Dark Music Review – Artificial
Review Written By Casey Douglass
Artificial, the latest offering from Drifting in Silence, is a return to form, DiS owing its beginnings to the wave of musical innovation that was just becoming known at the time as ambient music. Derrick Stembridge, the beating heart behind Drifting in Silence, affirms, "This album is going back to the roots of the project for me. Pure ambient." A glimpse back is no denial, however, of new influences and the project's continuing musical growth. Artificial pays homage, of course, as does the entire genre, to Brian Eno. But, Stembridge says, "this album is heavily influenced by William Basinski."
Artificial, Drifting in Silence’s new ambient album, is an album that resides at the lighter end of the ambient spectrum, in my opinion at least. I usually dwell at the darker end of the ambient scale, so I felt a little like a fish out of water when it came to reviewing it. That being said, I had a pleasant time making my way through the tracks, each flowing easily into the next in a smooth and pleasing way. Speaking of the tracks...
Empty – This smooth track features flowing light notes and a simple melody with pleasant variations. It brought to my mind feelings of an empty bright space and purity.
Takeaway – High notes hang as a lower drone joins, layers build and fade with an electronic hum. After the midpoint some distorted vocalization and echoing notes join in. This felt like a warm track to me.
Descent – A dark and brooding start with the faint sounds of waves and a low soft drone. Distorted notes emerge from the drone, fast paced and getting louder. Sounds crystallize in the second third of the track, a pleasing rhythm carrying the listener to the end.
Surface – Gentle piano/keyboard notes set a subdued tone before things lift a little and then fluctuate between light and dark. This track created the feeling of what it might be like emerging from underground to find things have changed above ground in your absence.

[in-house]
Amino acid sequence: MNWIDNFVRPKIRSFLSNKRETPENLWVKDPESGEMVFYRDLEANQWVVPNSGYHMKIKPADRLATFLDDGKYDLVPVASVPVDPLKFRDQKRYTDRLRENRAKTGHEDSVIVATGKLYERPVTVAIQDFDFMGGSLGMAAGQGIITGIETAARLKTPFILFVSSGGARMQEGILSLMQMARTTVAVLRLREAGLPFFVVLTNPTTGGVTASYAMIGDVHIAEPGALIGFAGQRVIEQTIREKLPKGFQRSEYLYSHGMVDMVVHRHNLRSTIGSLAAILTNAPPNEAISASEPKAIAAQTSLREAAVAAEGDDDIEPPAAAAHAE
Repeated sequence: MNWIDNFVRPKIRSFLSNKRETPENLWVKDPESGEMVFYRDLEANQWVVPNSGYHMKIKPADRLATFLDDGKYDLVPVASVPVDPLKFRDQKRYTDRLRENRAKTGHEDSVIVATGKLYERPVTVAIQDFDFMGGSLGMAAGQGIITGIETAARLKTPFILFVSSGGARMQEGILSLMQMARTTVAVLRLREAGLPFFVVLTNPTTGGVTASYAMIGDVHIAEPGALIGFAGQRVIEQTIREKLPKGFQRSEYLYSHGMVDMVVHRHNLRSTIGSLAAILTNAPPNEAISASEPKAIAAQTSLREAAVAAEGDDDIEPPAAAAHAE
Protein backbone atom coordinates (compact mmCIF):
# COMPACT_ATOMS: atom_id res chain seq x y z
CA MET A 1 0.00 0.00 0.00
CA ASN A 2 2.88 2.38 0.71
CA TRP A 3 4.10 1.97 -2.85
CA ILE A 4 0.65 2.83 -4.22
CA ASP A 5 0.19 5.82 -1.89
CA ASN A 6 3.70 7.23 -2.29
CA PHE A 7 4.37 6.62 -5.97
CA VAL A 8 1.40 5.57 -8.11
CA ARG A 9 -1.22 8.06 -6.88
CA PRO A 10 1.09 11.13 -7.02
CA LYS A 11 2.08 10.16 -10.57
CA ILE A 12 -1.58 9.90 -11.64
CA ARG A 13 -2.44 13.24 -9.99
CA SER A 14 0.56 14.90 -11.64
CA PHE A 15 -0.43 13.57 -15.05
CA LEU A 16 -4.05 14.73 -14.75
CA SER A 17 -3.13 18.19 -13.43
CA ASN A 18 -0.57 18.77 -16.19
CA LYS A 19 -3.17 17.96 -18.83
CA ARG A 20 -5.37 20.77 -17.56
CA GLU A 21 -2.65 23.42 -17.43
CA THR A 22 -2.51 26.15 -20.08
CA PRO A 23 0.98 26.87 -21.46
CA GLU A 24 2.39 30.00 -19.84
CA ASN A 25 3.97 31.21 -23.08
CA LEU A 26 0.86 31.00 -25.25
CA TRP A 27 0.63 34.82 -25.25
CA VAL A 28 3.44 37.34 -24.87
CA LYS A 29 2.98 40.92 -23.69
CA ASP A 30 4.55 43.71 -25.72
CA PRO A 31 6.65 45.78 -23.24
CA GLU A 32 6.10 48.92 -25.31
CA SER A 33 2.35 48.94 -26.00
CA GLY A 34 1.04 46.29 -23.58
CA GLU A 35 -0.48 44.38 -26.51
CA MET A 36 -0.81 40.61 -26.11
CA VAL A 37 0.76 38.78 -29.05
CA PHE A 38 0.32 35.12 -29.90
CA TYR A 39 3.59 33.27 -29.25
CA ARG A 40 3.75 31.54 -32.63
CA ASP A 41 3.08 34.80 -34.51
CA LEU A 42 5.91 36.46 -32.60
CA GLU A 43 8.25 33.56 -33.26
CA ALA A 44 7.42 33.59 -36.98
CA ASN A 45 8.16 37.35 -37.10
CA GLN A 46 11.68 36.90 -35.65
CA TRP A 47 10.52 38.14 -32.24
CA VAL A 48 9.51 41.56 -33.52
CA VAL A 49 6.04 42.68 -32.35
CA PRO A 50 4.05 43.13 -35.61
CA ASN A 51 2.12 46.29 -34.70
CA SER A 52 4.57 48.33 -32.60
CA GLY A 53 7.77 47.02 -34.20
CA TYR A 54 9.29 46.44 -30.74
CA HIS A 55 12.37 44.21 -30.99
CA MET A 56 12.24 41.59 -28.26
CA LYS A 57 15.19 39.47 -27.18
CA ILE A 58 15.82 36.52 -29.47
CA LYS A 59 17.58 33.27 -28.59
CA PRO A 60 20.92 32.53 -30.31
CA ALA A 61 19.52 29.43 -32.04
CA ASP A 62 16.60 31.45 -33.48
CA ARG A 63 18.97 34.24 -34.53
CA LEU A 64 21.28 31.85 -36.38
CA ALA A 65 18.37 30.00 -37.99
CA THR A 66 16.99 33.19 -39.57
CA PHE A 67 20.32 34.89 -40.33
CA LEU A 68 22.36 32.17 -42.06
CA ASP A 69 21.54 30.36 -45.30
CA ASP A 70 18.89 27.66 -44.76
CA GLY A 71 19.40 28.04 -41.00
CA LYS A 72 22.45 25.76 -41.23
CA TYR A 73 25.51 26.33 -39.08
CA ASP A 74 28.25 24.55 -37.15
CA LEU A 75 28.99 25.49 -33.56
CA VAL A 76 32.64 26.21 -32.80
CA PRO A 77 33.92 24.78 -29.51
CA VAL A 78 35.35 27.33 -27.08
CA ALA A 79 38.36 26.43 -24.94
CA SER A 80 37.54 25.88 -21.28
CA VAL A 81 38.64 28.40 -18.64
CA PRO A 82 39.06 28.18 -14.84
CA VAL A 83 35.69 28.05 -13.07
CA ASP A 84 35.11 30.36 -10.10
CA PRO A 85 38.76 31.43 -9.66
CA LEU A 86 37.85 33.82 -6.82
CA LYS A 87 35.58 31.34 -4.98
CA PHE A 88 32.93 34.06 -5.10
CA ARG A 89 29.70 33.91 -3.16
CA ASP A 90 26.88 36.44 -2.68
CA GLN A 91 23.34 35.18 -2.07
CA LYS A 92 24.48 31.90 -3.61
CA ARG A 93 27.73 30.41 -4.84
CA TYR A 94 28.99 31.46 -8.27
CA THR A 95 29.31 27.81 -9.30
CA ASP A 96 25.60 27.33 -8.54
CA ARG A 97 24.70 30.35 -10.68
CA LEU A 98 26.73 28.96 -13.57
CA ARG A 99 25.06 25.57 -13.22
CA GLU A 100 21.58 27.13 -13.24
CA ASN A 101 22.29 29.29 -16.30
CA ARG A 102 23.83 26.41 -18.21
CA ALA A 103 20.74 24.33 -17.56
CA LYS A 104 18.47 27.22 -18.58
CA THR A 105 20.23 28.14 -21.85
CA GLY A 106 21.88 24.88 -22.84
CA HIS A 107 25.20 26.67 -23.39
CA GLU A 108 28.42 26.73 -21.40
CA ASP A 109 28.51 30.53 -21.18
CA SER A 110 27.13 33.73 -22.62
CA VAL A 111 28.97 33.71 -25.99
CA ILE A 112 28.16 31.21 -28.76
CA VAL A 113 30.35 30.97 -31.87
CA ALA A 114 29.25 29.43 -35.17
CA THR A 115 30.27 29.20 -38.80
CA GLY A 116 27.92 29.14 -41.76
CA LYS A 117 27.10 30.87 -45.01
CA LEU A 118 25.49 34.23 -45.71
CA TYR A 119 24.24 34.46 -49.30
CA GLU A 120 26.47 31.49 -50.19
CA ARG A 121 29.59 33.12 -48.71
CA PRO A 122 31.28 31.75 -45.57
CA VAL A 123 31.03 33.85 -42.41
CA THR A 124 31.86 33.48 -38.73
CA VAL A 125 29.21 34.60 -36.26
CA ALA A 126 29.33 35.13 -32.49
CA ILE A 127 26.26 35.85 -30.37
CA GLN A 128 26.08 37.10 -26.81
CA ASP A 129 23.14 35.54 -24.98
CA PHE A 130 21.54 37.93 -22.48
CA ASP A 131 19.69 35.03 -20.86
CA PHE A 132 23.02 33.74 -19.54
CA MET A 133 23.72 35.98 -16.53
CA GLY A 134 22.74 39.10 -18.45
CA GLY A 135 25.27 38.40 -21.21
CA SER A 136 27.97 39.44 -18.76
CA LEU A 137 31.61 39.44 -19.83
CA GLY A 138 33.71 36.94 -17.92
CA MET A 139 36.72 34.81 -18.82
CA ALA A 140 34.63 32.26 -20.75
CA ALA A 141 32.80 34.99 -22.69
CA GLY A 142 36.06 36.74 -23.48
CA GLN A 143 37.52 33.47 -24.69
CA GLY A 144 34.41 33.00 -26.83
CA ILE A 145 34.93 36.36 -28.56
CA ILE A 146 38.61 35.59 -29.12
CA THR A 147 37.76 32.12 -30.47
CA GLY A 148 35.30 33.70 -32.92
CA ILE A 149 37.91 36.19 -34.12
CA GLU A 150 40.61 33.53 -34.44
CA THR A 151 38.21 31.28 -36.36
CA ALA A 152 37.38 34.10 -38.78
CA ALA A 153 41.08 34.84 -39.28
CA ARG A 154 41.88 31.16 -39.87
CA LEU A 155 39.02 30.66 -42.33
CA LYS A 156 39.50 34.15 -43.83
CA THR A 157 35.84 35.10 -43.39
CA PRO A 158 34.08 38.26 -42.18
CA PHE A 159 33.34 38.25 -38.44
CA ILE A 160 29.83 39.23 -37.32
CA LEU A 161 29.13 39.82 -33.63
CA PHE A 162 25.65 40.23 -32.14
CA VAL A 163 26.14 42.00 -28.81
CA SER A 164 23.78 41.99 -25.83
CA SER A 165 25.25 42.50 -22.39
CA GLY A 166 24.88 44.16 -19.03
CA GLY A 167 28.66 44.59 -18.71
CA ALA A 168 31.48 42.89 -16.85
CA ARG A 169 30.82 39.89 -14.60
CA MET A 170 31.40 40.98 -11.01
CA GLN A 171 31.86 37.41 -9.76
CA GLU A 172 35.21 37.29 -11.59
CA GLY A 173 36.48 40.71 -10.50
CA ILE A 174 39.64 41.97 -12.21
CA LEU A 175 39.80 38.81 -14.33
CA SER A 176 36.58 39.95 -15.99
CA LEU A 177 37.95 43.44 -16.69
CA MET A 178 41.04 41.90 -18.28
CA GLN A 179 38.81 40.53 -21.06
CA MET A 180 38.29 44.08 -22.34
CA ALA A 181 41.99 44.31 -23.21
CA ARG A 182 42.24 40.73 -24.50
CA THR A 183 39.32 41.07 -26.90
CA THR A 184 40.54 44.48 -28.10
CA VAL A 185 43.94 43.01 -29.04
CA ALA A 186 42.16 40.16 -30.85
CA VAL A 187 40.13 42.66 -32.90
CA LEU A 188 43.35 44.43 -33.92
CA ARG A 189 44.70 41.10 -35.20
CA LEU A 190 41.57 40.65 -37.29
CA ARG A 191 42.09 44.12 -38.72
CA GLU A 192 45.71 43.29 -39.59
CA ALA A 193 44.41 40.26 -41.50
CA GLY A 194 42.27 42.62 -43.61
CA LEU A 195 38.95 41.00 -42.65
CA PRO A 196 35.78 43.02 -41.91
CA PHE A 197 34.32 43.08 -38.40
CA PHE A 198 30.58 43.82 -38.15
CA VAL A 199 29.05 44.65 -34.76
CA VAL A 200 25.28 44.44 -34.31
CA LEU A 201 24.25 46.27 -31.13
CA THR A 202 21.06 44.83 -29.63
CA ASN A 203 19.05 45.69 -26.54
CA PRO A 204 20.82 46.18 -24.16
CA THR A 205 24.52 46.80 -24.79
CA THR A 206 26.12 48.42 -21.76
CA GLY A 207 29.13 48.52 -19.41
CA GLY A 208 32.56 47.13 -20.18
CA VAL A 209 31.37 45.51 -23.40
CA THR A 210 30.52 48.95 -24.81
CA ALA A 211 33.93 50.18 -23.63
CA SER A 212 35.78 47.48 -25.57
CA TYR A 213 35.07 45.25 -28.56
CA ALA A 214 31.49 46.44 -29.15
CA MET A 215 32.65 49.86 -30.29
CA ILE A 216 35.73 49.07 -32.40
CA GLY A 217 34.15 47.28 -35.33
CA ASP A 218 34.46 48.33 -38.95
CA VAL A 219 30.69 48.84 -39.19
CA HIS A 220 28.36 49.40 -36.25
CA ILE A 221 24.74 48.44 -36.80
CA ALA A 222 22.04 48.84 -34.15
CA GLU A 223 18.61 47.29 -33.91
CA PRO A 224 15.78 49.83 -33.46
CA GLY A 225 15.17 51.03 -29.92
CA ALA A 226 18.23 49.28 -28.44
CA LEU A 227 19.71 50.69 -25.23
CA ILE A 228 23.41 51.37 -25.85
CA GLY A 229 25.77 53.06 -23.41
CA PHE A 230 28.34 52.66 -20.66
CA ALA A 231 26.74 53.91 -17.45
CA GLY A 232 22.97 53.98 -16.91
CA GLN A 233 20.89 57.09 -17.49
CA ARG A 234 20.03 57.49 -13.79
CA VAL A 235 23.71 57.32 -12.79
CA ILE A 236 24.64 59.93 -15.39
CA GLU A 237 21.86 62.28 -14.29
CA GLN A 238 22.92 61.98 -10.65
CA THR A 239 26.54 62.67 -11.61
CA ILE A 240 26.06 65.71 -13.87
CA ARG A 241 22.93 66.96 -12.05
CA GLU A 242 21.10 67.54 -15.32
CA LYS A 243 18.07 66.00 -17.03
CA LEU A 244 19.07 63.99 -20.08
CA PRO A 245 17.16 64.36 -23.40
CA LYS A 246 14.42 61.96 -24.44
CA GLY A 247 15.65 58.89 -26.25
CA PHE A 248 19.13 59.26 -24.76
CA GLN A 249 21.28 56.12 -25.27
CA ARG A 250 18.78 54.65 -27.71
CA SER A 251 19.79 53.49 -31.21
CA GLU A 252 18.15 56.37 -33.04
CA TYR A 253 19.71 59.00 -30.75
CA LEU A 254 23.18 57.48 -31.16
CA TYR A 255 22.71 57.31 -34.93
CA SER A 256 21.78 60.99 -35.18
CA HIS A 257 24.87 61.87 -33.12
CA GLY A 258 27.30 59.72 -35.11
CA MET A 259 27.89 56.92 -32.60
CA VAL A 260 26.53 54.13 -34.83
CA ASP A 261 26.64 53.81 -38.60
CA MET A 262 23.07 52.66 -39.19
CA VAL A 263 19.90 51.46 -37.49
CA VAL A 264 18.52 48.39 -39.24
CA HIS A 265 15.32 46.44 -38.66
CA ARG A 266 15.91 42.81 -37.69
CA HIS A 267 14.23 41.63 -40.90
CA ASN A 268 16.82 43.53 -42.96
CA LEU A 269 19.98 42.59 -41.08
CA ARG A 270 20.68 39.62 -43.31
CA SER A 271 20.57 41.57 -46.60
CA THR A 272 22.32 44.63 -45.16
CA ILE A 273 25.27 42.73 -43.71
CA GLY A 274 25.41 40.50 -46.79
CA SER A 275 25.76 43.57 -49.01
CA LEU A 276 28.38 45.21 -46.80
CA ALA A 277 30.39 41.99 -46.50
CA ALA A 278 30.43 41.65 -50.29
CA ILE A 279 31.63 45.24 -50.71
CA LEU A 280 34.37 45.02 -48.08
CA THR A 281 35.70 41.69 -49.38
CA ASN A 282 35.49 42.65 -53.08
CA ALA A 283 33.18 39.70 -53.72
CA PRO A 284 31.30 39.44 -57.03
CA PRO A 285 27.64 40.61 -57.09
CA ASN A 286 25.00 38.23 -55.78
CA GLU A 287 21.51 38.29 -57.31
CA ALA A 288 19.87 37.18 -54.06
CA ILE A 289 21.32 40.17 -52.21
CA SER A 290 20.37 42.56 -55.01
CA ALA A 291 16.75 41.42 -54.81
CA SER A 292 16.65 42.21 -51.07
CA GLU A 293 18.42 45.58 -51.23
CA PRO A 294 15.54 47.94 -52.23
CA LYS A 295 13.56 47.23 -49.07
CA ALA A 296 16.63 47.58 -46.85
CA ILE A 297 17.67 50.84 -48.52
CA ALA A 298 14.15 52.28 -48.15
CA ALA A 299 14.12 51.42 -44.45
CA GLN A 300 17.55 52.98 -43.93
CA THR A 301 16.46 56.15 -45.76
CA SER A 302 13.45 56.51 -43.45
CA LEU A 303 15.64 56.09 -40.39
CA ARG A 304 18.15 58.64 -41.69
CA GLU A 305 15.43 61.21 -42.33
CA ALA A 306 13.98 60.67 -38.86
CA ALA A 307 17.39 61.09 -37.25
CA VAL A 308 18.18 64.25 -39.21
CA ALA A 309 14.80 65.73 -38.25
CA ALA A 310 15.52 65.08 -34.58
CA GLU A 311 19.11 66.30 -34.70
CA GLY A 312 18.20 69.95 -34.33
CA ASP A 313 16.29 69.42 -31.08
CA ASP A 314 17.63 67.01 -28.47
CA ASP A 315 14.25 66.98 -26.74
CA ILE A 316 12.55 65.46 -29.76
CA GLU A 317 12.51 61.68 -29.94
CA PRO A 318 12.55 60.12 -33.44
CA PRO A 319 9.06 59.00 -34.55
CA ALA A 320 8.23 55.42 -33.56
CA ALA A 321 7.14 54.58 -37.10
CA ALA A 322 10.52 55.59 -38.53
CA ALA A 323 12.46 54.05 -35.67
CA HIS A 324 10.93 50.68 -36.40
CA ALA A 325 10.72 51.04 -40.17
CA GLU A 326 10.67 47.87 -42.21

Oceans – A quiet beginning with a low melody as a drone rises. The second half has some vocalization and a ‘clippy’ rhythm, some notes sounding like laser blasters from a sci-fi film.
Artificial – A dark and resonance filled start, string notes swelling and fading. This track becomes a bit more varied and harsher sounding towards the end.
Falling – Low notes undulate as they are held. There is a lot of note-bending going on but the track has a gentle feeling. This track also sounds a little harsher as it progresses.
Origin – A very low melody starts things off, as if coming from somewhere low down. The melodic notes feature a metallic tang that puts me in mind of the Machinarium video-game soundtrack. A fun and quirky feeling track.
Across – Bubbling quick notes give the impression of tiny things happening, maybe a boiling impression of the primordial soup or universal foam. Relaxing and a little strange to listen to.
Emotion – A dark rumbling featuring a variety of notes and sounds. This track has a slow pace, but the tone or impression given is a soundscape thick with energy.
Stay – Low notes rising into a dark starry sky. That seems like the best way to describe this track, a brooding but expansive atmosphere.
Intheend – Echoing high notes feel plucked out of the air. A light distorted vocal joins about a third of the way in with the rest of the notes and melody creating a gentle background.
Soulless – A high note meets a low drone. This track is another that feels gentle and also features soft distorted vocals. The overall tone felt sad to me.
I enjoyed listening to Artificial, but I will admit that I’m not sure it would have been an album I would have bought for myself. Not that there is any lack of quality or novelty to it, just on a very personal level, I like my ambient very dark. What I heard in Artificial, with a few exceptions, was more a light ambient album, many of the soundscapes giving me mental impressions of light airy spaces filled with white light or shining reflections.
There are certainly some tracks that did appeal to my darker listening habits, such as the dark feelings of Emotion. There were also some standout tracks for me, in that their sound had something that appealed to me in a novel way, such as the catchy rhythm of Descent and the bubbling notes of Across.
If you like lighter ambient themes, Artificial will probably be a 4/5 album for you. For my own dark tastes, it’s a 3/5 for me. Enjoyable, intricate, but ultimately not to my own personal taste.
Check out the Artificial website here for more information and prices.
I was given a free copy of this album to review.
Album Title: Artificial
Artist: Drifting In Silence
Releases: January 1, 2016